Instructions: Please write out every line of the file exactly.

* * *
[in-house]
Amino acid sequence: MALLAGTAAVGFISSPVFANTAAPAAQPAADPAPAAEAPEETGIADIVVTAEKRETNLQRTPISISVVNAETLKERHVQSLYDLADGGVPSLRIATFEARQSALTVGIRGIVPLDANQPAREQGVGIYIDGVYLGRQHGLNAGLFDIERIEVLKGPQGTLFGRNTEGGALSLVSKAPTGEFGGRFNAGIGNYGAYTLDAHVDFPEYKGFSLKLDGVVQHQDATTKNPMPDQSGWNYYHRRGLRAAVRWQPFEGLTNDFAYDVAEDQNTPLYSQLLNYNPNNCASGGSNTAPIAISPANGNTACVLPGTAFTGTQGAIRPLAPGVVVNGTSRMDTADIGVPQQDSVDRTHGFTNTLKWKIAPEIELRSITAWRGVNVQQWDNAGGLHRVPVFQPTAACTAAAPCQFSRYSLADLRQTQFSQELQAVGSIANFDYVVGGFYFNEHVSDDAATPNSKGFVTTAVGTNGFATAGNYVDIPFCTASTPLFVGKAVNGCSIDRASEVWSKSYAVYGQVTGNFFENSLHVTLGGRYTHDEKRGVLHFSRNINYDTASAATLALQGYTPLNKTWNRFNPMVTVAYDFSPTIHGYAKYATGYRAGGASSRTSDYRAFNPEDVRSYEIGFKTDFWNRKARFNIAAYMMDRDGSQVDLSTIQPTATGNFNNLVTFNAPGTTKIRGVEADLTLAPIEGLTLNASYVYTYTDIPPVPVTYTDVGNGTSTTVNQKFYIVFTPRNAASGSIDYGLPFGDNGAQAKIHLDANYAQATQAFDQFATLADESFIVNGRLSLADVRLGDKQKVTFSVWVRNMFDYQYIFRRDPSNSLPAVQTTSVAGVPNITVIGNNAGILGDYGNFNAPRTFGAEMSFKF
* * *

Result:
[in-house]
Amino acid sequence: MALLAGTAAVGFISSPVFANTAAPAAQPAADPAPAAEAPEETGIADIVVTAEKRETNLQRTPISISVVNAETLKERHVQSLYDLADGGVPSLRIATFEARQSALTVGIRGIVPLDANQPAREQGVGIYIDGVYLGRQHGLNAGLFDIERIEVLKGPQGTLFGRNTEGGALSLVSKAPTGEFGGRFNAGIGNYGAYTLDAHVDFPEYKGFSLKLDGVVQHQDATTKNPMPDQSGWNYYHRRGLRAAVRWQPFEGLTNDFAYDVAEDQNTPLYSQLLNYNPNNCASGGSNTAPIAISPANGNTACVLPGTAFTGTQGAIRPLAPGVVVNGTSRMDTADIGVPQQDSVDRTHGFTNTLKWKIAPEIELRSITAWRGVNVQQWDNAGGLHRVPVFQPTAACTAAAPCQFSRYSLADLRQTQFSQELQAVGSIANFDYVVGGFYFNEHVSDDAATPNSKGFVTTAVGTNGFATAGNYVDIPFCTASTPLFVGKAVNGCSIDRASEVWSKSYAVYGQVTGNFFENSLHVTLGGRYTHDEKRGVLHFSRNINYDTASAATLALQGYTPLNKTWNRFNPMVTVAYDFSPTIHGYAKYATGYRAGGASSRTSDYRAFNPEDVRSYEIGFKTDFWNRKARFNIAAYMMDRDGSQVDLSTIQPTATGNFNNLVTFNAPGTTKIRGVEADLTLAPIEGLTLNASYVYTYTDIPPVPVTYTDVGNGTSTTVNQKFYIVFTPRNAASGSIDYGLPFGDNGAQAKIHLDANYAQATQAFDQFATLADESFIVNGRLSLADVRLGDKQKVTFSVWVRNMFDYQYIFRRDPSNSLPAVQTTSVAGVPNITVIGNNAGILGDYGNFNAPRTFGAEMSFKF